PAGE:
Thursday, March 24, 2011

"Mysteries of the Delphic Oracle" - Science & Religion Lecture on March 31st at Hampshire College

As part of our Science & Religion Lecture Series at Hampshire College, we have archaeologist John R. Hale as our speaker on March 31st (next Thursday). He will be talking about the Delphic Oracle, and how science has unearthed information about ancient religious practice (actually - the discovery that he is going to talk about is quite fascinating). Yes, this topic also falls under the broad category of science & religion. Often times, science & religion issues are only seen through the narrow lens of origin debates. But there are many other facets - and this is a fantastic example. By the way, Dr. John Hale also has couple of Teaching Company courses. Last year I listened to Exploring the Roots of Religion, and it was very good.

If you are in the area, please join us at the talk next week. Here is the full announcement and abstract for the talk:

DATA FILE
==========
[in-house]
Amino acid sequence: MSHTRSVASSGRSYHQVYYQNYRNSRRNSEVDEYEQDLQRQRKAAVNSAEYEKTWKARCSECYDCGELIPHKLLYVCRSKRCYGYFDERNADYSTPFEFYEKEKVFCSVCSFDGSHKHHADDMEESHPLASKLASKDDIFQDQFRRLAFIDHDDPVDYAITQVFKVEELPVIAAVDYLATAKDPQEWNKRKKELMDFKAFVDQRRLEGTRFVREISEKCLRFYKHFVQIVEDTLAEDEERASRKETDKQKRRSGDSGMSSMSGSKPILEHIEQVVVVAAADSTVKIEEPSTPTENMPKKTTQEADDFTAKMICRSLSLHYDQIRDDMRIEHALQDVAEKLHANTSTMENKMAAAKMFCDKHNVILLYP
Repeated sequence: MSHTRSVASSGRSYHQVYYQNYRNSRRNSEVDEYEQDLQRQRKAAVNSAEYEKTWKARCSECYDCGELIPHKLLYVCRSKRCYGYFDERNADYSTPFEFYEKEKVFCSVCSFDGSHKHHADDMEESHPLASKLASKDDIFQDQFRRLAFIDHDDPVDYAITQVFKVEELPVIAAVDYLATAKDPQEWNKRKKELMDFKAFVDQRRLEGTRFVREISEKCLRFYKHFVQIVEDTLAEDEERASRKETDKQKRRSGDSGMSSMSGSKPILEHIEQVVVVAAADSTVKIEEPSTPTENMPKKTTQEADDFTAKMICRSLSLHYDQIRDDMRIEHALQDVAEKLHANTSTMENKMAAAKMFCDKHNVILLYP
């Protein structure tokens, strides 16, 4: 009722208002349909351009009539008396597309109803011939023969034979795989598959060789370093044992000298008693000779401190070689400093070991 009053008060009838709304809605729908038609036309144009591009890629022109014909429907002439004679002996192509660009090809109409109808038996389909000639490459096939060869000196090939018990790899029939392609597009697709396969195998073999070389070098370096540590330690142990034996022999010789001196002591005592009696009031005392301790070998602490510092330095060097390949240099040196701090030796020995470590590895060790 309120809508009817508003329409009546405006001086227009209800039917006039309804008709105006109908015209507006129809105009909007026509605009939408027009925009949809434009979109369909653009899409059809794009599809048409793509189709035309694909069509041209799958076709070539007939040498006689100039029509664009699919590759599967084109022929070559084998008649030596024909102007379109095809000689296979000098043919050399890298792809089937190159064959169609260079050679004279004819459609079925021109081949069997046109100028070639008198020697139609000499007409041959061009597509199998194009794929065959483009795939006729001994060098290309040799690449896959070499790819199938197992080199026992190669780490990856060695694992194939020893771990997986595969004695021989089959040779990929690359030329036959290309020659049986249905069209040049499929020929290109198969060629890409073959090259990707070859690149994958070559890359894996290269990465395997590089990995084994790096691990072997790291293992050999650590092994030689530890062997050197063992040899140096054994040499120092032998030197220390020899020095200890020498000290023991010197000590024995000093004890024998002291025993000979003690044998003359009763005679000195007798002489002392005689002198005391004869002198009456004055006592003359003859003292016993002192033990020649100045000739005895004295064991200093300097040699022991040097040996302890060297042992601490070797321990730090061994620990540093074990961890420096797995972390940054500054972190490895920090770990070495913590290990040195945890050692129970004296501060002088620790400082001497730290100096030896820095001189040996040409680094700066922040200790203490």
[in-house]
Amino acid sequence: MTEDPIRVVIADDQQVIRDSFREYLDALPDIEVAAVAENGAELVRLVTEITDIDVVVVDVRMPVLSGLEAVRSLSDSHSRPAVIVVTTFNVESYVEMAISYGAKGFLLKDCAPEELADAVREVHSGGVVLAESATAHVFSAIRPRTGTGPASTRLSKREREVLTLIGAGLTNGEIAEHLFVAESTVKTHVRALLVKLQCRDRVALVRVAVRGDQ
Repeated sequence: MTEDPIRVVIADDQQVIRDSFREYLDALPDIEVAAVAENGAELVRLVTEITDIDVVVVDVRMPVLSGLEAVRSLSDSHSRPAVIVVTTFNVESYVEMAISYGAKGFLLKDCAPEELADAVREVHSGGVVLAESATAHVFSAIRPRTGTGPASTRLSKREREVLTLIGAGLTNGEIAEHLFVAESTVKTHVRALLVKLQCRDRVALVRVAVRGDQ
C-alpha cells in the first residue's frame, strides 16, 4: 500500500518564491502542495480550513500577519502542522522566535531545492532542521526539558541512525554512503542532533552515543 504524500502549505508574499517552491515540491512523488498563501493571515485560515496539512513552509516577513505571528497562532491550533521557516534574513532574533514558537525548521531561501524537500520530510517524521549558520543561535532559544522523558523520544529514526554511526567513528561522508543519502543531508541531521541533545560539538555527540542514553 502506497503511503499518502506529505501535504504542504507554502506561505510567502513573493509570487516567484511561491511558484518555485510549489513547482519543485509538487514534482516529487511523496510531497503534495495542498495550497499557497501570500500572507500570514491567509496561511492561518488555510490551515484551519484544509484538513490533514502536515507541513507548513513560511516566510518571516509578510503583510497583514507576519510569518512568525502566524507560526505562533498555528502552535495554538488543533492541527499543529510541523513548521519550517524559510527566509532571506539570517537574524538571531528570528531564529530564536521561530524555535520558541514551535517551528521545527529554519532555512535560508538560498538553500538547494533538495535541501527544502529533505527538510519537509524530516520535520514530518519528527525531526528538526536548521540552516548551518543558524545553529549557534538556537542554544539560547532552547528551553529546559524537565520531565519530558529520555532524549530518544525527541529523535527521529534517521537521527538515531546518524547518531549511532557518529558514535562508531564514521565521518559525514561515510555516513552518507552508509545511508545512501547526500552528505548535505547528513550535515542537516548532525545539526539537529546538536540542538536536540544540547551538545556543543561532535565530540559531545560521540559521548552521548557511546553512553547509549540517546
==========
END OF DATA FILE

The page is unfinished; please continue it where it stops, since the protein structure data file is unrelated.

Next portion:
Hampshire College Lecture Series on Science & Religion Presents

Mysteries of the Delphic Oracle
Ancient Religion, Modern Science
Dr. John R. Hale

Thursday, March 31, 2011
5:30p.m., Franklin Patterson Hall, Main Lecture Hall
Hampshire College

The Delphic Oracle was the most influential religious site in the ancient Greek world.  Speaking from a tripod in a crypt under the temple of Apollo at Delphi, the priestess called the Pythia acted as a medium for the god, and spoke the divine prophecies while in a state of trance or possession.  The testimony of eye-witnesses linked the oracle's prophetic power to geological features in the rock under the temple: a mysterious chasm or cleft, a natural vapor or gaseous emission, and a sacred spring.  Although long doubted by modern scholars, these ancient traditions have recently been put to the test by an interdisciplinary team of researchers -- a geologist, an archaeologist, a chemist, and a toxocologist -- with surprising results.

Dr. John R. Hale received his Ph.D. in archaeology from the University of Cambridge in 1979. He has conducted fieldwork in England, Scandinavia, Portugal, Greece and the Ohio River Valley, and is currently director of liberal studies at the University of Louisville, where he is studying such diverse subjects as ancient ships and naval warfare, and the geological origins of the Delphic Oracle. Professor Hale's work has been published in Scientific American, Antiquity, The Classical Bulletin, and the Journal of Roman Archaeology.

For more information on the Lecture Series, please visit


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